Art practice

5. Marginalia

22.09.18

We have been asked to keep a journal, which will be submitted but not assessed, and I am pondering how this might look for me. For my PhD, I kept a research blog (nanafroufrou), which proved both useful and popular. And my instinct after the onslaught of the first day of the herbology course was to begin to write this. Or rather to type this, on my laptop. And that’s an important distinction. Writing here is almost an act of surgical dissection – of excising something and placing it on a screen, as if under a microscope, for closer examination. 

A paper journal lends itself to inkier, messier, more multi-medial play; to marginalia. And I find myself frozen at the prospect. I have unearthed a beautiful and appropriate book, bought at reduced rate as the traders at Glastonbury festival were packing to leave the site. But I am anxious not to ’spoil’ it. This is a long-standing personal obstacle, a hangover from my childhood, and a barrier to creativity. At 54 years of age, it’s time I dismantled it. Perhaps the first page of the journal should be a page of ink blots and jam smears.

But in the meantime, this series of documents has emerged, almost as electronic marginalia, and I think there may be room for both. So I am going to try to keep a paper journal for research purposes, and post these electronic notes as a blog. A space where I reflect on how I feel about the course. An online autoethnography. 

Out in the real world, meanwhile, the weather today is the kind of glorious that had Keats reaching for his pen after a walk near Winchester, in 1819 — his ‘learning curve’ period.

To Autumn

Season of mists and mellow fruitfulness,
Close bosom-friend of the maturing sun;
Conspiring with him how to load and bless
With fruit the vines that round the thatch-eaves run;
To bend with apples the moss'd cottage-trees,
And fill all fruit with ripeness to the core;
To swell the gourd, and plump the hazel shells
With a sweet kernel; to set budding more,
And still more, later flowers for the bees,
Until they think warm days will never cease,
For Summer has o'er-brimm'd their clammy cells.

Who hath not seen thee oft amid thy store?
Sometimes whoever seeks abroad may find
Thee sitting careless on a granary floor,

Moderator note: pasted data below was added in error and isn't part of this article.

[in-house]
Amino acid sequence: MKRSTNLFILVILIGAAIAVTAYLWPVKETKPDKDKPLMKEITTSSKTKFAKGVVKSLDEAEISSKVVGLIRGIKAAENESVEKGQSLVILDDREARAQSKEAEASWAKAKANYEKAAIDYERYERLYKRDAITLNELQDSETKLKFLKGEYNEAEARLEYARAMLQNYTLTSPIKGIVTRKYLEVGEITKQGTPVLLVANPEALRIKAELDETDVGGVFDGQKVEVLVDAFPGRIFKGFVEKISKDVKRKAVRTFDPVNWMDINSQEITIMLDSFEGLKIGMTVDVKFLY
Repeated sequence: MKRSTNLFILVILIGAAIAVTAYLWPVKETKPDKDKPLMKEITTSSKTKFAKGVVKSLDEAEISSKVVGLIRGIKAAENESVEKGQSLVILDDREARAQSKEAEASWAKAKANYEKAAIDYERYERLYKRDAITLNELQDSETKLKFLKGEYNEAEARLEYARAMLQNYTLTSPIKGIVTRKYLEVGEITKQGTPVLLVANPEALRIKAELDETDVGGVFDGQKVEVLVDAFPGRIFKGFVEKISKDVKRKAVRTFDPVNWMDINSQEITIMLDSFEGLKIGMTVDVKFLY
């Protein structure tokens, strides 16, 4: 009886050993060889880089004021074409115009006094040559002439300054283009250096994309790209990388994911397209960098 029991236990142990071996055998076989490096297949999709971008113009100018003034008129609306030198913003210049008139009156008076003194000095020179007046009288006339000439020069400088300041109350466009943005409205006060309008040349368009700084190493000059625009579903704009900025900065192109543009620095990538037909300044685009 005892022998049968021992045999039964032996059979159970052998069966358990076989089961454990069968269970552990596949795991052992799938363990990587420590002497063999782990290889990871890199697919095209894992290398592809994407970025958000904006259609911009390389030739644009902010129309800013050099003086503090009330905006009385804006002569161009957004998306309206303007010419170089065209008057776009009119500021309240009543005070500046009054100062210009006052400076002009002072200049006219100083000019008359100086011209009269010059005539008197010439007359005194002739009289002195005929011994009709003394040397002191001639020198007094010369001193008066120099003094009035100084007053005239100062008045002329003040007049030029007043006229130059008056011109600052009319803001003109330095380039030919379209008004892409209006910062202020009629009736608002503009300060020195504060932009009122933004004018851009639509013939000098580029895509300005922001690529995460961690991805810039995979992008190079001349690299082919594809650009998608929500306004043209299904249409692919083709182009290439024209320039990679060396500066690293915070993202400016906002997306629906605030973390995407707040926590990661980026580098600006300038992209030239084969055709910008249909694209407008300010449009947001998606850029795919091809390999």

Thy hair soft-lifted by the winnowing wind;
Or on a half-reap'd furrow sound asleep,
Drows'd with the fume of poppies, while thy hook
Spares the next swath and all its twinéd flowers:
And sometimes like a gleaner thou dost keep
Steady thy laden head across a brook;
Or by a cyder-press, with patient look,
Thou watchest the last oozings hours by hours.

Where are the songs of Spring? Ay, where are they?
Think not of them, thou hast thy music too,—
While barréd clouds bloom the soft-dying day,
And touch the stubble-plains with rosy hue;
Then in a wailful choir the small gnats mourn
Among the river sallows, borne aloft
Or sinking as the light wind lives or dies;
And full-grown lambs loud bleat from hilly bourn;
Hedge-crickets sing; and now with treble soft
The red-breast whistles from a garden-croft;
And gathering swallows twitter in the skies.

In my turn, I head to Gullane. To the soft sand, sea, and steep dunes of East Lothian. I carry my Opinel, a Tupperware container and some newspaper. We have been taught how to collect specimens for herbaria and I need to start facing some of these new practical challenges. 

The coastal margin is laden with hawthorn berries, bursting with blood red rosehips, and festooned with sea buckthorn berries. I want to forage, particularly amongst the abundant and oh-so-perfectly-ripe sea buckthorn berries, but I don’t have a freezer for the bletting. It feels rude to refuse such a generous offering, but I do. I tell myself I will return for the harvest, knowing the moment is now and that I’ll miss the vitamin C when the hard winter hits.

I must learn not to be my own obstacle.

Meanwhile, I’m preoccupied with the question of what I bring to herbology. I’m running through lists in my head:

Things I Like To Do — dancing, yoga, drawing, sewing, poetry, gardening.

Attributes I Have — a few languages, good with my hands, an aesthetic eye, a curious mind.

Practices I Have — reading, research, ethnography.

Hmmm.

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